- Rated PG-13
- Buy the BD
All photos © Paramount Pictures
Reviewed by David Medsker
.J. Abrams is fond of teasing the audience, offering them tiny glimpses of his latest project without providing enough context for anyone to get a jump on the plot. In the case of his latest film, “Super 8,” he may have been skimpy with the details on the story, but ultimately he was hiding something far bigger: the fact that he just made a better Spielberg summer blockbuster than Spielberg himself has made in almost 20 years.
In 1979, in the small town of Lillian, OH, Joe Lamb (Joel Courtney) and his friends spend their summer days helping their friend and aspiring filmmaker Charles (Riley Griffiths) finish a zombie film that he plans to enter in a competition. One night they sneak out to shoot a scene at an out-of-town train station and a train comes barreling through, only for it to be hit head-on by a truck, causing a massive derailment, which Charles captures on film. The boys, along with new recruit Alice (Elle Fanning), escape before the military can secure the area and swear themselves to secrecy, but the town is immediately beset with blackouts, vandalism, and disappearances. Enter the military, who tell Joe’s father, Deputy Sheriff Jack Lamb (Kyle Chandler), that everything is fine despite overwhelming evidence to the contrary. When Charles gets his film of the train accident three days later, the gang finally gets an idea of what they’re up against.
Nostalgia is a powerful and at times dangerous thing when it comes to moviemaking, but Abrams is wise not to let it take the wheel. His take on the period is affectionate to be sure, but he never forgets that the story isn’t about the time period – it’s merely set there. Abrams also keeps the focus on the kids, but the two main parental characters, Chandler and Ron Eldard, who plays Alice’s father, have a surprising amount of depth as well. Perhaps the greatest trick that Abrams pulls with his story is that in the end, it’s hardly about the big baddie at all. It’s about making the best of a bad situation, a situation that, for a few days, involves a gigantic, angry alien.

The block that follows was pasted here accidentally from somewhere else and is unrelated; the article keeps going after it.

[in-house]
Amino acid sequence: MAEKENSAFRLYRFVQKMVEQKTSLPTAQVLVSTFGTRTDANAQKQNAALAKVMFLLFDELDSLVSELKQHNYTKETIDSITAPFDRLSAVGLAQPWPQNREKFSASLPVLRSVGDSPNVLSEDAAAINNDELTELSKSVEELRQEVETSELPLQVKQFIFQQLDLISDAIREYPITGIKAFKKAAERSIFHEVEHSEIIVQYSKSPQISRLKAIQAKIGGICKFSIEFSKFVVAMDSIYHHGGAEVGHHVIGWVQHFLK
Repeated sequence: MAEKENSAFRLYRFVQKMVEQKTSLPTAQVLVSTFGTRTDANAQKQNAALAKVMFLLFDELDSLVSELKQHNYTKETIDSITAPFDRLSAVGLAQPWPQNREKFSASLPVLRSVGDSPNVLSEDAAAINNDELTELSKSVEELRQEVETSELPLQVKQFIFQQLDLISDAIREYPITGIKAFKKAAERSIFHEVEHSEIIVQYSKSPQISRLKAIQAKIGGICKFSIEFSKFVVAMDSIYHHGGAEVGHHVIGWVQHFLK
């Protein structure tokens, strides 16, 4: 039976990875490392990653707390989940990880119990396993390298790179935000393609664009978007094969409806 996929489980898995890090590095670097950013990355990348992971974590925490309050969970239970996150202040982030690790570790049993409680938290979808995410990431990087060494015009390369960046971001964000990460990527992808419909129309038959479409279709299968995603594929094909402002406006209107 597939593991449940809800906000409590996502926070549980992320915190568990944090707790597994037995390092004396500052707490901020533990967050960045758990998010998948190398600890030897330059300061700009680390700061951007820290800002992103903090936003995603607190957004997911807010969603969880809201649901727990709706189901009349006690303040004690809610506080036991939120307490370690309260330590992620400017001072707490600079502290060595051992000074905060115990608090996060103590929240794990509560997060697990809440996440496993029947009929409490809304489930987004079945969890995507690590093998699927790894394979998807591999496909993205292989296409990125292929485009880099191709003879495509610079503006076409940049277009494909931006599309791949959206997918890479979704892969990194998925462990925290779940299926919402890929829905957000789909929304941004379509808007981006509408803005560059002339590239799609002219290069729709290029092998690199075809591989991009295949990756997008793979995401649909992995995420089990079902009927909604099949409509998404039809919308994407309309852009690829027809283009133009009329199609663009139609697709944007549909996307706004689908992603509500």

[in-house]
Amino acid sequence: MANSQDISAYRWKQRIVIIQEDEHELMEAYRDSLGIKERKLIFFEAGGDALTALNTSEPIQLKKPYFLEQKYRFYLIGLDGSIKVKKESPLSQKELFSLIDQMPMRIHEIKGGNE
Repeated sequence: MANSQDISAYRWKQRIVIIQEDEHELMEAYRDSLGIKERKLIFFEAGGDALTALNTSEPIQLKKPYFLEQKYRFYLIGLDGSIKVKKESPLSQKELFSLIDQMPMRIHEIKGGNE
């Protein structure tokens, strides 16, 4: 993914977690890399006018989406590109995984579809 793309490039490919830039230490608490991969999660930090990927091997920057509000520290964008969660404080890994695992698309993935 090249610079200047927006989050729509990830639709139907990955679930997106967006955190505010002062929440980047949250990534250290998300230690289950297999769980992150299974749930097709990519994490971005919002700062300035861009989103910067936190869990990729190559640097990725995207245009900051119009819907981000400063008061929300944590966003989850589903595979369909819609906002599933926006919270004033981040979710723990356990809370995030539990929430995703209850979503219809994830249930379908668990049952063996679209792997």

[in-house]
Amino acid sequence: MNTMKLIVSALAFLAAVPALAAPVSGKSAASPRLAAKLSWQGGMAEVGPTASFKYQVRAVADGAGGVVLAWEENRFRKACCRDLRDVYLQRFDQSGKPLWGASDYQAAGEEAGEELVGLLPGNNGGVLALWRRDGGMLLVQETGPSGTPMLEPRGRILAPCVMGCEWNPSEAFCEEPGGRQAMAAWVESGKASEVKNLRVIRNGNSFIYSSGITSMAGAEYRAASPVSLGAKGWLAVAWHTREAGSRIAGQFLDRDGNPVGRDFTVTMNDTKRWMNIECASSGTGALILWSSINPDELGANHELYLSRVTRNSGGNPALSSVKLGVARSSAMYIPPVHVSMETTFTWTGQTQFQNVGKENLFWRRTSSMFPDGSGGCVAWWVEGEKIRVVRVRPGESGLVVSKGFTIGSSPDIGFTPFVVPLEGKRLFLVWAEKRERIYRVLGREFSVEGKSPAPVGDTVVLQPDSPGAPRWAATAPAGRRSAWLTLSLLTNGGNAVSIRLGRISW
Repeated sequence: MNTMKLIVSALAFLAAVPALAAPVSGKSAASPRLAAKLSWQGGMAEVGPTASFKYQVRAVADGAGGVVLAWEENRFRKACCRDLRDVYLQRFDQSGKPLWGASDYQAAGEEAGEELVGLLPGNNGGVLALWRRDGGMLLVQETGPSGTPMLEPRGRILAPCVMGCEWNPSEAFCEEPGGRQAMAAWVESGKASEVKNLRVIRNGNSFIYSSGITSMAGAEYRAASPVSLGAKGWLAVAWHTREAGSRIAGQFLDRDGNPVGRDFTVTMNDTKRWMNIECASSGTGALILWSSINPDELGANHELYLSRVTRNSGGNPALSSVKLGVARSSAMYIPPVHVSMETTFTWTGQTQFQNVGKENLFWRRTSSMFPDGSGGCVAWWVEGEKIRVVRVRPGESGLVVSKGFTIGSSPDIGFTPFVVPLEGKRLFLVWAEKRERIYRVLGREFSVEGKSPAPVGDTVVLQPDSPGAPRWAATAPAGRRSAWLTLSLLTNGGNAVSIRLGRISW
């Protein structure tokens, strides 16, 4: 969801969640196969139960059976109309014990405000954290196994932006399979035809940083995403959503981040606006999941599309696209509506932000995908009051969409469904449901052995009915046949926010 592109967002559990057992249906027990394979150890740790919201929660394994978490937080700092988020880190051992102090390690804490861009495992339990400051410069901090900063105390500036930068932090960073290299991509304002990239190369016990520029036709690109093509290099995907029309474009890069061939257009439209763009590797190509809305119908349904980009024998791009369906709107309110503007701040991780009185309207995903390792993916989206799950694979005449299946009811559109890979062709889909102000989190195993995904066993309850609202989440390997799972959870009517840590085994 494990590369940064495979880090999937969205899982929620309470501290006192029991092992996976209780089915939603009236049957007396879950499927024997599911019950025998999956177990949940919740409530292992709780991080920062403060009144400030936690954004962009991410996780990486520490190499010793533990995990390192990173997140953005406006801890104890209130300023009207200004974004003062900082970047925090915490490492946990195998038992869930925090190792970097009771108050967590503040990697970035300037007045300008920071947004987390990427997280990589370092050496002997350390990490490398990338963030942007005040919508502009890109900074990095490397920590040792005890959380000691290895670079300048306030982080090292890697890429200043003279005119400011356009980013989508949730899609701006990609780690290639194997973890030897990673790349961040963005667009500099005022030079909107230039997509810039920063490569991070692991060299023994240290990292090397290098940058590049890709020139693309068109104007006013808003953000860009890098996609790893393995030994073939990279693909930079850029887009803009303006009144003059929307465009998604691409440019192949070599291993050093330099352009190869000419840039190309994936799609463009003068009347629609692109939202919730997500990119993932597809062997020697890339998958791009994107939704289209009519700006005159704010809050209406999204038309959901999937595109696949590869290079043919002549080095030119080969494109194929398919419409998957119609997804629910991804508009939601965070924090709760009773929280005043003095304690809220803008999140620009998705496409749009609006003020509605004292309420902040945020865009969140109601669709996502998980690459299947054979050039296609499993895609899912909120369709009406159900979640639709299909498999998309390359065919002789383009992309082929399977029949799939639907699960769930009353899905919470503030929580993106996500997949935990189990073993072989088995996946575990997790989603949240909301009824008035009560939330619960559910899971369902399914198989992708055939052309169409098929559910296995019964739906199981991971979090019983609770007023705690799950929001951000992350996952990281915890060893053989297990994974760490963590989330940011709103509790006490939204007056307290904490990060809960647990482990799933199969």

The boys all turn in solid work, particularly Courtney as the wounded Joe, but Elle Fanning owns this movie. Her first scene in Charles’ film is stunning, and she does a spot-on zombie impression later, yet both scenes pale in comparison to the scene in Joe’s bedroom. Abrams’ script does get a bit too chatty, with several characters talking over each other, but he nails the conversational vibe of the period. The action set pieces, meanwhile, are breathtaking. The train scene is one for the ages, and the bit in the bus is this generation’s “Jurassic Park” moment. (It will come to the surprise of no one that Steven Spielberg is the movie’s executive producer.) The ending is a tad abrupt – a quick ‘day after’ scene would have been nice – but the credits offer an amusing send-off.
“Super 8” is definitely a throwback, but unlike “Indiana Jones and the Kingdom of the Crystal Skull,” it knows what time it is, and delivers an experience that combines the refined nature of the golden age blockbusters with the visceral punch of modern-day action films. That is about as ‘best of both worlds’ as one could ask for.